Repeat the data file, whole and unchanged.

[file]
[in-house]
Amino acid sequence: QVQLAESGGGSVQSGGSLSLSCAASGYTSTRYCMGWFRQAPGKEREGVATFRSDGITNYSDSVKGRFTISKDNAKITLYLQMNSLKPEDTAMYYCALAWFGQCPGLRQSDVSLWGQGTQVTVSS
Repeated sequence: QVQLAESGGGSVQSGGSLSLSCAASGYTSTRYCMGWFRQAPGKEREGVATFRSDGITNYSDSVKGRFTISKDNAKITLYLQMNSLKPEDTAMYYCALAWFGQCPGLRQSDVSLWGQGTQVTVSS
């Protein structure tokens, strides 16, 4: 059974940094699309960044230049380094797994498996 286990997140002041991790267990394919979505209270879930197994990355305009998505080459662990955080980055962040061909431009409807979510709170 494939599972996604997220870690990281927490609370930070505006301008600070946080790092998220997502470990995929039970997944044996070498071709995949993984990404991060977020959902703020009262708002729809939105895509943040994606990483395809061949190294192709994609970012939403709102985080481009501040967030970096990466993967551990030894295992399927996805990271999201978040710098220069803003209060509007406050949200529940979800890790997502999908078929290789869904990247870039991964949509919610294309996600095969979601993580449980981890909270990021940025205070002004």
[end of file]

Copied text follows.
[in-house]
Amino acid sequence: QVQLAESGGGSVQSGGSLSLSCAASGYTSTRYCMGWFRQAPGKEREGVATFRSDGITNYSDSVKGRFTISKDNAKITLYLQMNSLKPEDTAMYYCALAWFGQCPGLRQSDVSLWGQGTQVTVSS
Repeated sequence: QVQLAESGGGSVQSGGSLSLSCAASGYTSTRYCMGWFRQAPGKEREGVATFRSDGITNYSDSVKGRFTISKDNAKITLYLQMNSLKPEDTAMYYCALAWFGQCPGLRQSDVSLWGQGTQVTVSS
């Protein structure tokens, strides 16, 4: 059974940094699309960044230049380094797994498996 286990997140002041991790267990394919979505209270879930197994990355305009998505080459662990955080980055962040061909431009409807979510709170 494939599972996604997220870690990281927490609370930070505006301008600070946080790092998220997502470990995929039970997944044996070498071709995949993984990404991060977020959902703020009262708002729809939105895509943040994606990483395809061949190294192709994609970012939403709102985080481009501040967030970096990466993967551990030894295992399927996805990271999201978040710098220069803003209060509007406050949200529940979800890790997502999908078929290789869904990247870039991964949509919610294309996600095969979601993580449980981890909270990021940025205070002004």